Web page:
“As the teacher you have the power to flip the script of what mathematics is in your classroom. Don’t give away the ending of the story; present concepts and ideas as a puzzle to be solved. Don’t tell them the concept or the strategy to use, rather present opportunities to discover, to explore a problem BEFORE teaching the steps or concepts. We so often present math as history — it’s all been discovered; rather, let’s present math as play and let kids mess around with the numbers and ideas. Then, after that, we can help them put a framework around it. 

Melissa Dean, blogger at Dean of Math

What is an upcoming topic where you can have students explore and discover? How might you introduce students to exploration and discovery? What will you say if they fight back against it?

Tip #7 Let students ask questions.

When I interviewed the author of Instant Relevance, Denis Sheeran, he gave some great tips for helping teachers to replace unrelatable math questions with examples that are authentically relevant. As described in the episode Making Math Instantly Relevant, his advice for inspiring your students to love math is:

“Kids love math when they get to answer THEIR OWN questions. If I ask some kids to find the volume of a shape I think is cool, they might do it, but they won’t care. If they saw a cool shape in real life and wondered what it was made of or how heavy it was…those are the launchpads for their questions and in turn, the stepping stones to their learning. Find a way to let that happen more, then extract the math from that experience and show them what they’ve just done.”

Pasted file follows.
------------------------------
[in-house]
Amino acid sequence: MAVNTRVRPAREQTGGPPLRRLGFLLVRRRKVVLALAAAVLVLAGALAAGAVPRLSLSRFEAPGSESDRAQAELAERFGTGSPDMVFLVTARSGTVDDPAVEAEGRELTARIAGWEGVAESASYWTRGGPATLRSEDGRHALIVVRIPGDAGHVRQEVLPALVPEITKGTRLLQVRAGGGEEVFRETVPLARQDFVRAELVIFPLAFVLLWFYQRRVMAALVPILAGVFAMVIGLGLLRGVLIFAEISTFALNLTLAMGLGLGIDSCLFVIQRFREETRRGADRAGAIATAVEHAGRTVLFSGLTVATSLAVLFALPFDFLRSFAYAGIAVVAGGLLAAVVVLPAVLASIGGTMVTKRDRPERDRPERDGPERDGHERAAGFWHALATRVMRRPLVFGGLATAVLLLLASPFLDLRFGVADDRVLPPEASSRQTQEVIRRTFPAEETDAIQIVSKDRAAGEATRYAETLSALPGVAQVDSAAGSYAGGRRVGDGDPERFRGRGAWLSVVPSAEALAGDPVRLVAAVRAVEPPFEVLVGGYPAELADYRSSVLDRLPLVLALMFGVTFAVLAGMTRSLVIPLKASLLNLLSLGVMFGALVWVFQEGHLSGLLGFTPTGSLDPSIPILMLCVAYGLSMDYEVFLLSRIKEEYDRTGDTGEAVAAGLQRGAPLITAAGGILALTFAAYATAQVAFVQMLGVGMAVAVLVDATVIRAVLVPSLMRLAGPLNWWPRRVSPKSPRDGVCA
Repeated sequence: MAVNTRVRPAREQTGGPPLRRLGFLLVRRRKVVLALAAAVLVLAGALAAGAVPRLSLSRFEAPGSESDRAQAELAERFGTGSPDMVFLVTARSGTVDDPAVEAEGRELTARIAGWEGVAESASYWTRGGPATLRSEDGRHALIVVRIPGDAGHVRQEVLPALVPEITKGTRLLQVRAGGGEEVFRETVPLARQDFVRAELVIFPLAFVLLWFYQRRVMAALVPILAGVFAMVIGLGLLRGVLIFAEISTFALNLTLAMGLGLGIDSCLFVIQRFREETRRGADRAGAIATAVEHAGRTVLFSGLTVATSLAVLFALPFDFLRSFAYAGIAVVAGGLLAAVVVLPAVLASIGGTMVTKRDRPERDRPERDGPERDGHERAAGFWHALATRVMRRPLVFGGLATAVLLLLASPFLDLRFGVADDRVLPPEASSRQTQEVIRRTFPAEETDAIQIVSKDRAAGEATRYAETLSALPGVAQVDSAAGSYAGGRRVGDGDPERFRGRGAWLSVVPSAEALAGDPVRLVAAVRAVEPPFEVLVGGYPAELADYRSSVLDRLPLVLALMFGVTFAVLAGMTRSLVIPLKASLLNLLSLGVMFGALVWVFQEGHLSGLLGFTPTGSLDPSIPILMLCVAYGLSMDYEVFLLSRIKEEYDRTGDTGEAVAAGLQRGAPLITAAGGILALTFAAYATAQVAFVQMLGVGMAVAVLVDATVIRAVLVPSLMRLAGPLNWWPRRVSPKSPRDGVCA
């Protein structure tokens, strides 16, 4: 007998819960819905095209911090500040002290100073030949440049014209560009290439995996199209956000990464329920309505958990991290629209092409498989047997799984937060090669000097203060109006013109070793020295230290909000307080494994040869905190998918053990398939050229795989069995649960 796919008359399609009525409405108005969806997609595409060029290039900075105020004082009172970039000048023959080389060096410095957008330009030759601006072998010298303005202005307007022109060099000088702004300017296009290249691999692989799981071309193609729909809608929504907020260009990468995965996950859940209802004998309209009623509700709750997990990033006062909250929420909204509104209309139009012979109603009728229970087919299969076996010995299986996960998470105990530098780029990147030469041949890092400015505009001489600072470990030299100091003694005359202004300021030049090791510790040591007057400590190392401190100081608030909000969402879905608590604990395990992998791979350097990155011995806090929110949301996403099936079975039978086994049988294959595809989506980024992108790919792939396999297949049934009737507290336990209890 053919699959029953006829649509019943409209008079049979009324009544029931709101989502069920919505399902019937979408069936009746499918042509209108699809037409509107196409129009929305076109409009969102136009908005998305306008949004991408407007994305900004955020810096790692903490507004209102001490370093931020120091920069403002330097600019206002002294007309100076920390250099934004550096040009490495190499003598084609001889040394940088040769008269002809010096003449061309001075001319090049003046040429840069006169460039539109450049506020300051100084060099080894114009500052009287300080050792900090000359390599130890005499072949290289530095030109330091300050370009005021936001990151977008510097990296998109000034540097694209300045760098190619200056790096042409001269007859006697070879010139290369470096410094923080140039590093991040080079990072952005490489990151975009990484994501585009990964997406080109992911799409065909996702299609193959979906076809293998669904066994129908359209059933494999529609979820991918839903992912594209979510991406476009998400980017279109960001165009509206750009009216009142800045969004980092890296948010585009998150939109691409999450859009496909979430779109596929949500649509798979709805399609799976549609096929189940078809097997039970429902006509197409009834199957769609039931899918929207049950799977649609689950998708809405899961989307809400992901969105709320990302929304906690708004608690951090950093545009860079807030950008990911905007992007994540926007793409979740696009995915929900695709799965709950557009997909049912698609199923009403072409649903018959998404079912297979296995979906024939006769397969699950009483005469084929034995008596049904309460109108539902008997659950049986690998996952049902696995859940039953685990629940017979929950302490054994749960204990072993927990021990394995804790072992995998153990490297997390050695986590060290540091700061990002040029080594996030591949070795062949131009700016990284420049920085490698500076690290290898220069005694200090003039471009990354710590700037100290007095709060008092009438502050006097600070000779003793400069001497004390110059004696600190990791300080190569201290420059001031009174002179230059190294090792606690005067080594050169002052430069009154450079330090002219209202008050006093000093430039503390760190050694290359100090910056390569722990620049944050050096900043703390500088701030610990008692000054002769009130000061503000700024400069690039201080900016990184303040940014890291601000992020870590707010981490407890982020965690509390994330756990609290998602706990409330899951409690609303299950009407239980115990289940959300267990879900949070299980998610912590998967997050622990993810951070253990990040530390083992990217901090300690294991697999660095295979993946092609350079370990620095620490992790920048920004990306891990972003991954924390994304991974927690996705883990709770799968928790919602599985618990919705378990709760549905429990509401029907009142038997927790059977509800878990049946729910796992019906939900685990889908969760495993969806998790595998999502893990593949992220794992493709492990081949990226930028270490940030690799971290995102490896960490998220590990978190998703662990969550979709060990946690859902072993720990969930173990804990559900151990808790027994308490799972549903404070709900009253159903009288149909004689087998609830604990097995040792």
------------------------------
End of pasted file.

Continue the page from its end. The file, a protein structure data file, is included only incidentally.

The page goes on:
Denis Sheeran, author of Instant Relevance

What is something you’ve done to encourage students to share aspects of math that they find fascinating? How might you start and encourage that dialogue?

 

Conclusion

As you experiment with different ways to inspire your students to love math, remember that the first time you try anything new, it’s likely to make you nervous or uncomfortable. The fact that you’re facing uncertainty is a good thing. It’s a sign that you’re trying new things, growing as an educator, and making progress towards inspiring your students to love, try harder at, and succeed in math.

I invite you to download my Inspire Your Students to Love Math Quickstart Guide and listen to the Allison Loves Math Podcast.